Hi everyone! Welcome to our third roundtable! Today we’re discussing female friendships, with an emphasis on what makes them compelling in fiction and media, why we write them, and how to write them well.
*Note: This post is done in a roundtable style where members of Writer’s Block Party discuss a topic together.
Moderator: Katy Pool / Editor: Ashley Burdin
Kat: A friendship is compelling when it’s clear that there are layers. I do think that new friendships are exciting too, but even when I first meet someone I’m always finding out new things about the other person, and it’s always shifting how I perceive them. I don’t think any deep friendship is free of conflict, so I like to see how characters deal with the bumps in the road (both small and large). I think this is done really well in a series since we have time to see how the relationships develop and progress. UNSPOKEN by Sarah Reese Brennan had a very interesting dynamic between Kami, Angela, and Holly. Holly being the new factor in an older, more established friendship between Kami and Angela. Part of that is because both Holly and Angela got their own story arcs and were created as their own people. They weren’t just reacting to Kami as the MC of the story.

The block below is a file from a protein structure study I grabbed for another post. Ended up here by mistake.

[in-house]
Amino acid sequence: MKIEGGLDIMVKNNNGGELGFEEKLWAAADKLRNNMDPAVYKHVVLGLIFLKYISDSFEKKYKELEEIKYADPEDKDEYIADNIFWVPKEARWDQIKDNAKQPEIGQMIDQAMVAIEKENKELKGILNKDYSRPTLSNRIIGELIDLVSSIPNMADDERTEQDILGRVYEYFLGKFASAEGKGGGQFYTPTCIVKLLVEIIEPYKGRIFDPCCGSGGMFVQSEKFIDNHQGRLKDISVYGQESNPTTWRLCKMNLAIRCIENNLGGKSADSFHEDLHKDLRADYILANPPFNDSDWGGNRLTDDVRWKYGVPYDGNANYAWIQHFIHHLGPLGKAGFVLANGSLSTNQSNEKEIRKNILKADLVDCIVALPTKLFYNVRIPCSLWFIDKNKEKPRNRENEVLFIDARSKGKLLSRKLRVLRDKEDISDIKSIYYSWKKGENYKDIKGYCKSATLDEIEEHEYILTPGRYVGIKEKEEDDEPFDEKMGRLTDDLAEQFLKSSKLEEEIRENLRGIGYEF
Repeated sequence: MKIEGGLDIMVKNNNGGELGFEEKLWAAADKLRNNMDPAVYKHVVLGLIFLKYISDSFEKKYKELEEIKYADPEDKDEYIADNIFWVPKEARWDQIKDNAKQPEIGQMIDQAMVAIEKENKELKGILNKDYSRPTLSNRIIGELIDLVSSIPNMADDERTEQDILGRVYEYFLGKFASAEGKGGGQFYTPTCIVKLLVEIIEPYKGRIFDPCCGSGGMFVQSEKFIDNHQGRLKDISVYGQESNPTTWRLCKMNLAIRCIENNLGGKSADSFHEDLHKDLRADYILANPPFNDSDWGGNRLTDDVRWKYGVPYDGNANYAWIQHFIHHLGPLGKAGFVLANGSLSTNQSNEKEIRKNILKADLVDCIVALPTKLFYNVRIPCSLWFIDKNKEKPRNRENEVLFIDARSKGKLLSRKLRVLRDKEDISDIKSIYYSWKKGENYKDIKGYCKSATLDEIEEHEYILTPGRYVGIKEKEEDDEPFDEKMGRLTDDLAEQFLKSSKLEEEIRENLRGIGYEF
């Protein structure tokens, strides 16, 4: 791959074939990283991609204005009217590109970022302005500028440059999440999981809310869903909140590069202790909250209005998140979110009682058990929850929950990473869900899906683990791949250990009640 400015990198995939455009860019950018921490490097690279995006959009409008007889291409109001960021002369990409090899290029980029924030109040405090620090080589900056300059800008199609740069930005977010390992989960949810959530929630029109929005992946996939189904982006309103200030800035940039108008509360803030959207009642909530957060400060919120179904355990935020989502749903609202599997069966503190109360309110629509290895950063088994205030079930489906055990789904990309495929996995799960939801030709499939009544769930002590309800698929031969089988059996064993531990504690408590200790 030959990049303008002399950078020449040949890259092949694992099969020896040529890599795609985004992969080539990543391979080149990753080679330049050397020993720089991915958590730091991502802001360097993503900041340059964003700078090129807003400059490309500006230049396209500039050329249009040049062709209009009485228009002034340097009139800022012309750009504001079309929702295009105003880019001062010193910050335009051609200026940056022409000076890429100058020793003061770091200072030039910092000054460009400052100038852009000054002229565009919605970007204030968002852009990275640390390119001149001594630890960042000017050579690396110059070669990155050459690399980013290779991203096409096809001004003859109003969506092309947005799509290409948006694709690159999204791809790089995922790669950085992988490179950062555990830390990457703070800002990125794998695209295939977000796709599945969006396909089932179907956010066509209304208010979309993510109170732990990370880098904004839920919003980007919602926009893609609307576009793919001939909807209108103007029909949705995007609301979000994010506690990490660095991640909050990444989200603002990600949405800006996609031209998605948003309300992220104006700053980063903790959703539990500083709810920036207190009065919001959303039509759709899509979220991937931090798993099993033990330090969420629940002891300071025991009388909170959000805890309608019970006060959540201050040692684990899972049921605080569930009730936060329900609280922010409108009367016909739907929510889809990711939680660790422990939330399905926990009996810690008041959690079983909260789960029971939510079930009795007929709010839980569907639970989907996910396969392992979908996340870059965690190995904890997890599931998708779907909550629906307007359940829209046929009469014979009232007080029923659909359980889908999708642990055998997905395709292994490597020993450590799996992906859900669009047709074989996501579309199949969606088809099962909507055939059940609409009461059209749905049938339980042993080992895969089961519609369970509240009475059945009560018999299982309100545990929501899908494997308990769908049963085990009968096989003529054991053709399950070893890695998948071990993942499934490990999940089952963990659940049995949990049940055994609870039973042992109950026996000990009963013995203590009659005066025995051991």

Meg: I mean, it’s important that each character has her own wants and goals. The best friend isn’t solely there to cheer on the main character; the best friend has to be there to ask some tough questions. They might not see eye to eye at all times, but at the end of the day they’re still there for each other. I do think sometimes characters just click really well together though. They might not have as much tension, but their banter and the joys of their friendship are equally interesting to read about! Especially if there’s a juxtaposition between their happy moments and what they’re dealing with narrative-wise.
For example, Laia and Izzi have a bunch of problems to deal with in AN EMBER IN THE ASHES, but they personally don’t clash with their wants/needs per say. They both want to escape their current situation and they band together to do so. The home they find in each other is really quite beautiful.